Prior to joining UCCE, Khorsandi Kouhanestani worked as research assistant and Ph.D. student at the University of Tennessee, Knoxville. Her research is mainly related to agricultural machine design and evaluating the performance of the designed machines both experimentally and theoretically. The designed systems in the Ph.D. project were related to agricultural machinery safety. During her M.S. work, she designed, manufactured and evaluated the performance of a hand-held fruit harvester, a catch frame and a fruit sorter. After completing her M.S., she was a design engineer for an agricultural machinery design company, working on several design projects including a granule spreader, feed cutter and mixer and hay harvester.

Khorsandi Kouhanestani earned a B.S. in mechanics of agricultural machinery engineering in Iran, an M.S. in mechanics of agricultural machinery engineering from Shiraz University, Iran, and a Ph.D. in biosystems engineering from the University of Tennessee, Knoxville.

Khorsandi Kouhanestani is based at UC Davis and can be reached at (530) 752-7848 and fkhorsandi@ucdavis.edu.

Pramod Pandey
Pandey receives state's highest environmental honor 

California Safe Soil and Pramod Pandey, UCCE specialist in UC Davis School of Veterinary Medicine, were among 13 California organizations that received the state's highest environmental honor, the Governor's Environmental and Economic Leadership Award (GEELA), in a ceremony at the California Environmental Protection Agency in Sacramento on Jan. 17.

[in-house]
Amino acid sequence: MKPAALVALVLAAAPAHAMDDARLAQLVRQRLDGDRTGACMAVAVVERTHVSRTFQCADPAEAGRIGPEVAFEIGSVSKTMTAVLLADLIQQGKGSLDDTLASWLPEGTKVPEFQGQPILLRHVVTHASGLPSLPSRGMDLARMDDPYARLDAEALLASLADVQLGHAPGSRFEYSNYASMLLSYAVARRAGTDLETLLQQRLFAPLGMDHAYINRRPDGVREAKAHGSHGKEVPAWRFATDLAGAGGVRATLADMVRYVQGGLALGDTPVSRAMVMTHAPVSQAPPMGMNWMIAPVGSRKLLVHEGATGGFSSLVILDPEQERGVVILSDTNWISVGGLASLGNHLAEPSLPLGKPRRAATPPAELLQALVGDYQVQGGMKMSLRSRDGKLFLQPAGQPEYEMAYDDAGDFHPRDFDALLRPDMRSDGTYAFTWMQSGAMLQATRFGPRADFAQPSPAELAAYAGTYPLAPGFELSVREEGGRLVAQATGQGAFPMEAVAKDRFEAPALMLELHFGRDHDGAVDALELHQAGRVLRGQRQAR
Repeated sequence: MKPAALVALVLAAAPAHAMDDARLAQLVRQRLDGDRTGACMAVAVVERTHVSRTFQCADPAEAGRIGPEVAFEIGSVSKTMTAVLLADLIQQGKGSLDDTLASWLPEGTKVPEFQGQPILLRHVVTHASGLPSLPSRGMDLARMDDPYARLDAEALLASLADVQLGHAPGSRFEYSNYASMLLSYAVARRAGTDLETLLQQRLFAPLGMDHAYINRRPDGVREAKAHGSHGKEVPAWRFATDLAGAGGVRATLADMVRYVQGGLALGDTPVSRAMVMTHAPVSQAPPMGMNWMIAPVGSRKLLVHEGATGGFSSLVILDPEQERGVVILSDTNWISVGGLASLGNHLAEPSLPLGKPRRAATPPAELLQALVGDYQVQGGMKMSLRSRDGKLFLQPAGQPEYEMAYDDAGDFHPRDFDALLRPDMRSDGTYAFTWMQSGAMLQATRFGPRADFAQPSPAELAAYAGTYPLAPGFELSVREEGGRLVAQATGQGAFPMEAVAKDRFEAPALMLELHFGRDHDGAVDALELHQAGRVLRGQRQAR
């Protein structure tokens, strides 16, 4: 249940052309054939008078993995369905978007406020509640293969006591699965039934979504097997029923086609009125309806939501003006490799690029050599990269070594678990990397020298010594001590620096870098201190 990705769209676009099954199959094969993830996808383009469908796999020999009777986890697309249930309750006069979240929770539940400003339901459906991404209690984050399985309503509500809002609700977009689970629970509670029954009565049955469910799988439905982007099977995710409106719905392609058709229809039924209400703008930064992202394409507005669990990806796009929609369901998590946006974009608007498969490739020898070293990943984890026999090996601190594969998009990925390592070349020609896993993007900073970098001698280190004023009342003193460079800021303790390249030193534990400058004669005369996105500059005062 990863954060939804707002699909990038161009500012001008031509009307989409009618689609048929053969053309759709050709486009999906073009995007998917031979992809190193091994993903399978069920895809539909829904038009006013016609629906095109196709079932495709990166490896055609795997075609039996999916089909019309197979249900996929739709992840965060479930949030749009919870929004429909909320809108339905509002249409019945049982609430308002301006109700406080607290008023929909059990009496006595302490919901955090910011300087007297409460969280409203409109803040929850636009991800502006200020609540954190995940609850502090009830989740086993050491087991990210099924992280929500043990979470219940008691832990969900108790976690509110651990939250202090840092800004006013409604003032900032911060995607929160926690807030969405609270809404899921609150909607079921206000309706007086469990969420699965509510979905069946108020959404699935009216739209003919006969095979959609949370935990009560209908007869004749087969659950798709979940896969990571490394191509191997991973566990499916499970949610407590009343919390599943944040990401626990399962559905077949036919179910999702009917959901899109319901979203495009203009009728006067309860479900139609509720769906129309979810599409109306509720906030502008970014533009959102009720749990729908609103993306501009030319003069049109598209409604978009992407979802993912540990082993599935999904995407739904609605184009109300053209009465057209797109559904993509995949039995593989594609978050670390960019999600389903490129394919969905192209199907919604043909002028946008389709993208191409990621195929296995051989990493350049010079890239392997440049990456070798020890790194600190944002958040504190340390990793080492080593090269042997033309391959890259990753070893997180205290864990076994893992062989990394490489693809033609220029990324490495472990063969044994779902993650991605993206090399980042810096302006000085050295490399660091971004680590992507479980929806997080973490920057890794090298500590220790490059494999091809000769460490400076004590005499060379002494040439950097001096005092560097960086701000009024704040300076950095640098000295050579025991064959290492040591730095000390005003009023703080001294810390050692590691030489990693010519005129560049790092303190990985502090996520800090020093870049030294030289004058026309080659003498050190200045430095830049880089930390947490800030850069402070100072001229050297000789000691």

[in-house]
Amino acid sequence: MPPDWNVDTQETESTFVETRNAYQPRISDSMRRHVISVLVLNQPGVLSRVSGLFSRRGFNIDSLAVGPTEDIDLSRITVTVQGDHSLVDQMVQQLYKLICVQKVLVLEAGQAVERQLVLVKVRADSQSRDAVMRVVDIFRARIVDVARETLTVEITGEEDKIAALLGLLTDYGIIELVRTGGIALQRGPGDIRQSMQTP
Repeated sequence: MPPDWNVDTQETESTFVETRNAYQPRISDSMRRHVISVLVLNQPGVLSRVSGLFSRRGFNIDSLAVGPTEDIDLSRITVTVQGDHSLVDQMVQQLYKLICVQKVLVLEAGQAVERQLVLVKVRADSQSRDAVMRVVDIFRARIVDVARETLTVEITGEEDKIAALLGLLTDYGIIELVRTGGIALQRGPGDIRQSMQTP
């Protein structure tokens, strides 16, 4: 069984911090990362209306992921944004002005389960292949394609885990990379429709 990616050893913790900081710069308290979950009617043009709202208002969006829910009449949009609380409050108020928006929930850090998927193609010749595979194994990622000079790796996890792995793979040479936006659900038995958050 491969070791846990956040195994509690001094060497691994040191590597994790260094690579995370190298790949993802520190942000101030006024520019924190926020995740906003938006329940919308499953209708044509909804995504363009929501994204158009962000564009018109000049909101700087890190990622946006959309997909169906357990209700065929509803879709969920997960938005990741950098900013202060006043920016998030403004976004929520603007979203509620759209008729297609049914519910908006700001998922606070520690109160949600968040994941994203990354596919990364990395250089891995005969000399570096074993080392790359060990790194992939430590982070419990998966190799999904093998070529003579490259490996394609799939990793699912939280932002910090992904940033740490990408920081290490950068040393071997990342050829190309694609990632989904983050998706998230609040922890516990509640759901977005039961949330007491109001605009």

The award recognizes the public-private partnership and collaborative research among California Safe Soil, the UC Davis School of Veterinary Medicine and the California Department of Food and Agriculture to recycle organic food waste into fertilizer and feed for agricultural use.

California Safe Soil has a proprietary new technology – enzymatic digestion – to recycle organic biomass. However, they had to prove that recycling food into fertilizer and feed can be done safely, without foodborne pathogens.

California Safe Soil worked with Pandey to conduct pathogen challenge research. Annette Jones and Douglas Hepper at CDFA and Bart Weimer, professor in the School of Veterinary Medicine, and Glenn Young, professor in the Department of Food Science and Technology, helped formulate the pathogen challenge test, which provided the scientific results needed to allow CDFA to issue an operating license for the enzymatic digestion.